Burn is C++, so it can support one progress bar for .NET and a managed app. Our goal is to make that experience available for $499 apps too. 8)

  4. Fairly consistent description with the pain I experience writing .NET apps – including ones distributed on CD.

    The “single progress bar” is a really good point. The original Windows Installer’s design was to have everything “all in one” – merge modules to install OS components, etc.

    Over time, the vision has “eroded”. To work around security issues, merge modules were effectively “dropped” for all but backwards compatibility. Complex systems like .NET had their own isolated installers that couldn’t be chained inside of another MSI.

    Windows Installer 4.5 adds support for external user interfaces. The very fact this was added, in my opinion, means that Microsoft collectively has “given up” on Windows Installer. I realize thats harsh, but lets look at it from the perspective of a setup developer:
    * I can cannot provide a consistent installation experience using MSI
    * I need to resort to additional software to provide the installation experience and chain together multiple installers.
    * If I’m writing lots of extra software by hand, why am I using MSI at all? I now have all of the pain but none of the benefit. I get a few rollbacks, but even that doesn’t work correctly any longer because multiple installations are chained together.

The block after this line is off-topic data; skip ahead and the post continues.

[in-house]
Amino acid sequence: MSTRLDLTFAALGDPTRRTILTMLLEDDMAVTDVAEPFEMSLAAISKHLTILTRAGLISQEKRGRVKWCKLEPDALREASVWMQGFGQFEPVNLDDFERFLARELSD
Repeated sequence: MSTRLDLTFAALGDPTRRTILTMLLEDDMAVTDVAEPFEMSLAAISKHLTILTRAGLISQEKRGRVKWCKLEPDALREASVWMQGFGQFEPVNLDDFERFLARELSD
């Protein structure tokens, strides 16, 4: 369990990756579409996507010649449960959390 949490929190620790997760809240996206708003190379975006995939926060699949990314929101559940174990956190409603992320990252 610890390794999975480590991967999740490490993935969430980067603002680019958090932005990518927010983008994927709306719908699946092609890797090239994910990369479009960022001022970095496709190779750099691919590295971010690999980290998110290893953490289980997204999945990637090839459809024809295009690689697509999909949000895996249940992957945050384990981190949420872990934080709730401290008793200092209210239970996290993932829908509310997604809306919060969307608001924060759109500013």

Take a look at Visual Studio 2008’s installer, or SQL Server’s installers. It literally installs at least 10 different MSI packages to get the program working. Wasn’t the whole vision of Windows Installer that you could have the same reusable components inside multiple installation packages?

    If I need a bootstrapper, the setup technology has failed me. Dependencies for installers are insane – the whole point of an installer is to take care of that for the user. It’s been a “fact of life” for MSI packages since day #1, and I think that people have been so accustomed to it that the “big picture” has been lost. Bootstrappers = Technology Failure!

  5. InstallShield has all of this today, although I do remember reading the description of burn in a previous blog and I believe it has the potential to be better then what InstallShield can do and I always appreciate having an alternative.